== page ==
Thursday, February 9, 2023
Odisha (Orissa)


Natural Vegetation

Forests are largely controlled by rainfall and temperature conditions of the region. Forests cover nearly 37 percent of the total area of the state. Mal-distribution poses a serious problem in the case of forest resources of Odisha (Orissa). The fertile coastal plains with a dense population lack forest cover. Then again, remoteness of the forests from the consumption centres and the bulky nature of their products need cheap haulage. Odisha (Orissa) is very much lacking in this respect. The presence of a large tribal population practicing shifting cultivation on an extensive scale engenders direct loss of valuable forest cover.

Geographical Classification of Forests

The Northern Tropical Semi-Evergreen Region

This area is composed of a dense tree growth 24-36 meters high. The most striking feature of this region is the absence of bamboo growth. The tropical semi-evergreen are concentrated around Bonai between the Champaharam Pass and the Kurapadi stream of Bhagat Pass. They are also seen in the Redhakhol region because of its elevation ands precipitation.

The Northern Tropical Moist Deciduous Region

This region accounts for almost 80 percent of the total forest cover in Odisha (Orissa). The Sal, dominates region north and north-east of the Brahmani. It is also found to the east of Tel river and in the Sabari basin. (Sal is the most valuable timber of Odisha (Orissa)). The Dendrocalamus stricts (Salia baunse) and Bamboosa arundinacea (Kanta baunsa) are the two dominant species which are found in the forests of the Eastern Ghats. They are confined to the Mahanadi and Rushikulya basins. The hetrogeneous deciduous zone is the meeting ground of the Sal and other species like Adina Cardifolia (Kusum), the Xylia Xylocarpa, the Anogeissus Iatifolia (Dhau) and the Machilusvilloso.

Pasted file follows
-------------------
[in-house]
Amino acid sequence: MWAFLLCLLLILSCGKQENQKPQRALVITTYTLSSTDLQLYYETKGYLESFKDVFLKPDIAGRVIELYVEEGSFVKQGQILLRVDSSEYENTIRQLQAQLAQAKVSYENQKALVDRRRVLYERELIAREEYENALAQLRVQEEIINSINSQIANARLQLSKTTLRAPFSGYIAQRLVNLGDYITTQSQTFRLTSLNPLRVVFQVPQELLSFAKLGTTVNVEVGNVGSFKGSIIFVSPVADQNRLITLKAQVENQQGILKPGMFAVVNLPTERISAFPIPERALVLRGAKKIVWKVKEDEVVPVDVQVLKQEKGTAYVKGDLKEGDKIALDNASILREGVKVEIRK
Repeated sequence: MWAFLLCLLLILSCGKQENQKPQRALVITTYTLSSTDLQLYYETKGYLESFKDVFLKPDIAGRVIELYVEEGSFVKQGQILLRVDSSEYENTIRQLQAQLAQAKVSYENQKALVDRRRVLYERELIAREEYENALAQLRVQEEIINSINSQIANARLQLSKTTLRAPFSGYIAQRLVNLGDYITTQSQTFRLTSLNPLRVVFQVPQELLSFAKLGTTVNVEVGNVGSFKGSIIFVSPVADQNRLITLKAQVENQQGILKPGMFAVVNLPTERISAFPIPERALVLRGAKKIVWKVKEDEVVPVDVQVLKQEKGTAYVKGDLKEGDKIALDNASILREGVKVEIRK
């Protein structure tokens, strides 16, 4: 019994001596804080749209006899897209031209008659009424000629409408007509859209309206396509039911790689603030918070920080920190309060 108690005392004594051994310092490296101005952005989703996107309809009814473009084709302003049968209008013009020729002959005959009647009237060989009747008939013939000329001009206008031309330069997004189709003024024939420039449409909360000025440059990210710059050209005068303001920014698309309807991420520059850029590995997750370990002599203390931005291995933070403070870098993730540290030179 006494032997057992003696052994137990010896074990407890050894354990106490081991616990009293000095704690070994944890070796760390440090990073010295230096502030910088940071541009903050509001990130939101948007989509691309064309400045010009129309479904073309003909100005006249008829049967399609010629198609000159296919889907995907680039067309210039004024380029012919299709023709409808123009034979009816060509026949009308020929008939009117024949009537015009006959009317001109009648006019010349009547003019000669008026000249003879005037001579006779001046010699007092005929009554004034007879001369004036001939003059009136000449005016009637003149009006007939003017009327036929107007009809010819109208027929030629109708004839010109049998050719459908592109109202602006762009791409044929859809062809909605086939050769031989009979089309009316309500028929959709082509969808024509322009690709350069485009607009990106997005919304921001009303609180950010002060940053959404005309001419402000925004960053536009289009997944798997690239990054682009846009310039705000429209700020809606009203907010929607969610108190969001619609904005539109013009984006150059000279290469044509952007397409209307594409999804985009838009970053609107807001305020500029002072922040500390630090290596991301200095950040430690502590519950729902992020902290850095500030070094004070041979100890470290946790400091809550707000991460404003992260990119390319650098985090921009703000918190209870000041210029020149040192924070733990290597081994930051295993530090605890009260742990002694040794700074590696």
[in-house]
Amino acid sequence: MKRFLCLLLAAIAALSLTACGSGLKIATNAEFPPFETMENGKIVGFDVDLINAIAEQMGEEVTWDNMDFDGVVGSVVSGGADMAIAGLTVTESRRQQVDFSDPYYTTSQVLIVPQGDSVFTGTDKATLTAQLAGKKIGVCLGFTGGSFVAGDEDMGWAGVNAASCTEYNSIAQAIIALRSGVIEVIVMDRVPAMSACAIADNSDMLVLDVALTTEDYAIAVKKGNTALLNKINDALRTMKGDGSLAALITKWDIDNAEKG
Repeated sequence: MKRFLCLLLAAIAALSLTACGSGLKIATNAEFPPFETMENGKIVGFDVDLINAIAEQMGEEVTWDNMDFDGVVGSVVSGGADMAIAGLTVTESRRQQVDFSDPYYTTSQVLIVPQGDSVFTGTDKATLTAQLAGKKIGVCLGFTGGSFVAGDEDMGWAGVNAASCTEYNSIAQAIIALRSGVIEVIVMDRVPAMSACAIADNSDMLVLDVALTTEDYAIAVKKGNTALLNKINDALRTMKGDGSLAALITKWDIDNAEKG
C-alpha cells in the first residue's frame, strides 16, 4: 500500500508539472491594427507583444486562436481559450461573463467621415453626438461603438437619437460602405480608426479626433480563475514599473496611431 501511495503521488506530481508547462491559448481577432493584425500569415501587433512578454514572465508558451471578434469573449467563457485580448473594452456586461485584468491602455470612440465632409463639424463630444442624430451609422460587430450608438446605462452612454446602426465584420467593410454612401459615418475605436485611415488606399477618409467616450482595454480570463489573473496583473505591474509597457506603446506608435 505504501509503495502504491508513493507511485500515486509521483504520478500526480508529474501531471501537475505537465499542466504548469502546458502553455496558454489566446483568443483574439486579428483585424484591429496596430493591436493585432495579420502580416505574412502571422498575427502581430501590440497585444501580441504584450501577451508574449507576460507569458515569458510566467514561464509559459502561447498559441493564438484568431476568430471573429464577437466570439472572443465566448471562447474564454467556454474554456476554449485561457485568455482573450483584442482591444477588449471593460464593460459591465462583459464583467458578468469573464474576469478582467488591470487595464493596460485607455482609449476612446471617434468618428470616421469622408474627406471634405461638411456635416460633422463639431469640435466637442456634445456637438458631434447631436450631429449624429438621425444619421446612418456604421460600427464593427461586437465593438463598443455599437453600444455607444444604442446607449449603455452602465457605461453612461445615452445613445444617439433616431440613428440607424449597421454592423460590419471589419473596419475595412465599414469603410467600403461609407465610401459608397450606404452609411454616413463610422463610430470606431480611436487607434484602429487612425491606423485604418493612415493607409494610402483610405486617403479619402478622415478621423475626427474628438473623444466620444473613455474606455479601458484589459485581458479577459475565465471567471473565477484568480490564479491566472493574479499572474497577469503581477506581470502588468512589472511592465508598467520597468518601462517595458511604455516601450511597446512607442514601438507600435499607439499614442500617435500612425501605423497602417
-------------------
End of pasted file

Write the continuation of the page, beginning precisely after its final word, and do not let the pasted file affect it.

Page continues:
The Northern Tropical Dry Deciduous Region

The dry deciduous type is confined to the upper Tel, upper Nagavali and upper Sabari basins in the Western and South-Western parts of Odisha (Orissa). Here Sal and Bamboo thin out and teak pre-dominates.

The Coastal Forests

The dense growth of palm and coconut with long thin stems, deep roots and a thin crown, has adapted itself nicely to the severe cyclones from the Bay of Bengal during the pre and post-monsoon periods. Creepers of varied species and canes and other minor types of trees have led to the description of the tidal forests of the Mahanadi mouth as the 'Little Sunderbans'. On the Puri coast, Casuarina plantation has met the town's demand for fuel. In between the mangrove forest and the cultivated zone a narrow strip of grassland extends from Chilka lake to the mouth of the Mahanadi and beyond.

The Main Forest Types in The Eastern Ghats

A. (a) South Indian Moist Deciduous

     (b) Southern Moist Mixed Deciduous

     (c) Southern Secondary Moist Mixed Deciduous

B.  (a)  Southern Tropical Dry Deciduous

      (b) Southern Tropical Dry Mixed Deciduous